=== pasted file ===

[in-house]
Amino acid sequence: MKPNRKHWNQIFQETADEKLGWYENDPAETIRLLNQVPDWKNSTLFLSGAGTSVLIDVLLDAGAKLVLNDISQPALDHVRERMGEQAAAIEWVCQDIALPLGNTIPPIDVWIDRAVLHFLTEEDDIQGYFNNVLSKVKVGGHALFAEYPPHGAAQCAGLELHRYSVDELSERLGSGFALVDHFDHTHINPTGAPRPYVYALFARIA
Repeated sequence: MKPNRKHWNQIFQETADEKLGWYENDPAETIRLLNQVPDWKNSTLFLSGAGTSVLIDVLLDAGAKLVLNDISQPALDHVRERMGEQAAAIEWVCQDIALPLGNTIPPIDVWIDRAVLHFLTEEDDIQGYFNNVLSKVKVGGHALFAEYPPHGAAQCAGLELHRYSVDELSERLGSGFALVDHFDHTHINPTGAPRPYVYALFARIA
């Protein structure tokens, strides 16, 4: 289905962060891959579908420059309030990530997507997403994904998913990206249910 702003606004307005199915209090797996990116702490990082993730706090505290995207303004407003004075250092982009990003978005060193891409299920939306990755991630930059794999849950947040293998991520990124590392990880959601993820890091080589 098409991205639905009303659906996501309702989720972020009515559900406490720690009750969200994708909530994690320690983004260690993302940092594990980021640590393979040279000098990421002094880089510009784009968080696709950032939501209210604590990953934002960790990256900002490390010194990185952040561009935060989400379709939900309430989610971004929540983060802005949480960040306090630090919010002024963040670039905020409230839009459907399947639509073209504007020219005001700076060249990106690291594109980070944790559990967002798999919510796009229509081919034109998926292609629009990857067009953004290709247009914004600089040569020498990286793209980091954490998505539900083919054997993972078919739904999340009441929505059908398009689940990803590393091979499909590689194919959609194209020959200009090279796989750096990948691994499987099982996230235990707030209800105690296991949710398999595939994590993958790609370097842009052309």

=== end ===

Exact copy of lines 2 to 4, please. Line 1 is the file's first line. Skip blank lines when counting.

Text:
Amino acid sequence: MKPNRKHWNQIFQETADEKLGWYENDPAETIRLLNQVPDWKNSTLFLSGAGTSVLIDVLLDAGAKLVLNDISQPALDHVRERMGEQAAAIEWVCQDIALPLGNTIPPIDVWIDRAVLHFLTEEDDIQGYFNNVLSKVKVGGHALFAEYPPHGAAQCAGLELHRYSVDELSERLGSGFALVDHFDHTHINPTGAPRPYVYALFARIA
Repeated sequence: MKPNRKHWNQIFQETADEKLGWYENDPAETIRLLNQVPDWKNSTLFLSGAGTSVLIDVLLDAGAKLVLNDISQPALDHVRERMGEQAAAIEWVCQDIALPLGNTIPPIDVWIDRAVLHFLTEEDDIQGYFNNVLSKVKVGGHALFAEYPPHGAAQCAGLELHRYSVDELSERLGSGFALVDHFDHTHINPTGAPRPYVYALFARIA
């Protein structure tokens, strides 16, 4: 289905962060891959579908420059309030990530997507997403994904998913990206249910 702003606004307005199915209090797996990116702490990082993730706090505290995207303004407003004075250092982009990003978005060193891409299920939306990755991630930059794999849950947040293998991520990124590392990880959601993820890091080589 098409991205639905009303659906996501309702989720972020009515559900406490720690009750969200994708909530994690320690983004260690993302940092594990980021640590393979040279000098990421002094880089510009784009968080696709950032939501209210604590990953934002960790990256900002490390010194990185952040561009935060989400379709939900309430989610971004929540983060802005949480960040306090630090919010002024963040670039905020409230839009459907399947639509073209504007020219005001700076060249990106690291594109980070944790559990967002798999919510796009229509081919034109998926292609629009990857067009953004290709247009914004600089040569020498990286793209980091954490998505539900083919054997993972078919739904999340009441929505059908398009689940990803590393091979499909590689194919959609194209020959200009090279796989750096990948691994499987099982996230235990707030209800105690296991949710398999595939994590993958790609370097842009052309």